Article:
Knowledge is power, so the saying goes, and in golfing terms that has given rise to a new wave of distance measuring devices, or rangefinders, coming into the game.
The PGA Championship at Kiawah Island in May was the first major where rangefinders were permitted. But it is not just the touring pros who benefitting from knowing exactly how far they need to hit each and every shot. Club golfers, in increasing numbers, are tapping into the potential these devices offer.
But where do you start? How much should you spend? Well, the team at Mileseey asked us to test their latest rangefinder – the Mileseey PF260 – which they believe is the best cheap rangefinder in golf. We would see.
We didn’t pay for the product but we will give you an honest assessment. But before we do, here’s a little on the history of rangefinders.
The technology dates back to 1800s and to the home of golf – Scotland. Archibald Barr, an engineering professor and a physics professor known as William Stroud designed the first rangefinder for the Royal Navy. This device was made up of a series of lenses, prisms and an eye piece and measured distance by calculating the angles. The technology leapt forward once more during World War I. But rangefinders were not considered in golfing until 1996, when Bushnell created its first handheld product – the Yardage Pro 400 – adapting technology used by NASA.
From that point, rangefinders have gone from resembling a large pair of binoculars to something altogether more consumer friendly. Golfers started to take notice.
Ok, history lesson over. What of the Mileseey PF260? It’s important to say that we have not used any rangefinders previously so this was step into the unknown. GPS watches, yes, caddies, yes, and plenty of yardage charts, but the rangefinder was new ground and it certainly took time to get used to it. This piece of tech promises to deliver yardages to the pin, to hazards, to anything you point it at and that makes it potentially a more accurate ally to have in the bag.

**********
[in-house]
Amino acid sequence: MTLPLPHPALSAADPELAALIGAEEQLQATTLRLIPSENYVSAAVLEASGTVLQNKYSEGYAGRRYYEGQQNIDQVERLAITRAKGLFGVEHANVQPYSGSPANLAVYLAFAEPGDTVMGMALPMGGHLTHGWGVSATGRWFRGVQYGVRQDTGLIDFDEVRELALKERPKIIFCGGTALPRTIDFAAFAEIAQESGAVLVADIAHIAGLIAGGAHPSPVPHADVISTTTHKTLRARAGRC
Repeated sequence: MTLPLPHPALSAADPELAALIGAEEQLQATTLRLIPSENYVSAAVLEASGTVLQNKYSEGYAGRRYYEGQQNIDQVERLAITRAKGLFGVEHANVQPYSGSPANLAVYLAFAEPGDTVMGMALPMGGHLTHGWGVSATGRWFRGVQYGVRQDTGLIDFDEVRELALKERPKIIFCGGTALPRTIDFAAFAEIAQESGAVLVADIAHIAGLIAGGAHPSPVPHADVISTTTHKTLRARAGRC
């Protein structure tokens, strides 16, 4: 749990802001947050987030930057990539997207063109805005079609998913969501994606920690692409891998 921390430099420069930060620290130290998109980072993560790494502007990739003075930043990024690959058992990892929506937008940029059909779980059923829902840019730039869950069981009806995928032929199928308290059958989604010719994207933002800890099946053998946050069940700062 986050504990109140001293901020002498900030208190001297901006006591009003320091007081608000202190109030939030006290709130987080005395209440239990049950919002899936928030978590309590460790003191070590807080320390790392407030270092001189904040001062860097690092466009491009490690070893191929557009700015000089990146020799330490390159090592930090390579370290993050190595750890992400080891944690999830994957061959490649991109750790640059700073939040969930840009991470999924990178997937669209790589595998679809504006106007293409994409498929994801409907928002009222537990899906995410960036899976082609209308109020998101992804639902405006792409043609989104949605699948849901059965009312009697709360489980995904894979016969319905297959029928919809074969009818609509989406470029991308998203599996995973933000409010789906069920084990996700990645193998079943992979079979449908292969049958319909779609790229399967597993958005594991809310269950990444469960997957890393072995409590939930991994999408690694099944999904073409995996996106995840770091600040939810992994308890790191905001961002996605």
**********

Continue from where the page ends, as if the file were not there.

This model by Mileseey fitted our lack of experience. It is priced to be an affordable option, perfect for golfers who are looking for the best cheap rangefinder in golf as they, perhaps, give the tech a try without being sure they are ready to 100% commit.
Let’s get the technical stuff out of the way first. This model has a range of 660 yard, which, let’s face it, feels unnecessary as we only tended to find we would need to use it from 250 yards and in. It has a pin seeker/flag lock function with pulse vibration, although the prototype model we were given to test did not vibrate.
This model has a slope mode, which not only gives you the yardage but also gives you the impact any change in elevation has on that distance. Less yardage when going downhill, more when playing to an elevated green or fairway. Clever stuff and useful too. Slope mode cannot be used in competition but there is a handy slide button which allows you to turn it off when you are playing in a medal or the like.
Now we found using a rangefinder required a steady hand, but the more we used it the better we got at using it. The readings were accurate to within a yard even at 200+ yards, which is all you can really ask for when it comes a rangefinder. Let alone an affordable one.
When you look through the eyepiece, the crosshairs help you focus in on your target and the field of view, although not vast by any means, is more than good enough.
The numbers display quickly and clearly on the screen and you can toggle between yards and metres depending on your preference. The device itself feels solid and well-made. There is a minor frustration with the battery unit, which sits next to your palm and had the habit of occasionally opening when you don’t want it to. That said, the battery is rechargeable and can be charged up via a USB-C connection which is straightforward and convenient. If you do forget to charge it, a C2 battery can also just be slotted in and the rangefinder will work as normal.
And finally, the magnetic strip down the side of the device means you can attach it to your golf cart, trolley or even your clubs and, almost always, it will stay there.
This was our introduction to rangefinders. Initially, I will be honest, it was not the smoothest experience and after the first round I was ready to send it back. But the more we used it, the more we began to see why so many golfers are turning to rangefinders. And gradually it has become something we rely on. It’s quick to use, accurate and, crucially, we got better at handling it the more we used it. And that’s a key thing to remember.
So what’s our verdict? If you are on the lookout the best cheap rangefinder in golf, the Mileseey PF260 gives you consistent yardages and is a solid choice.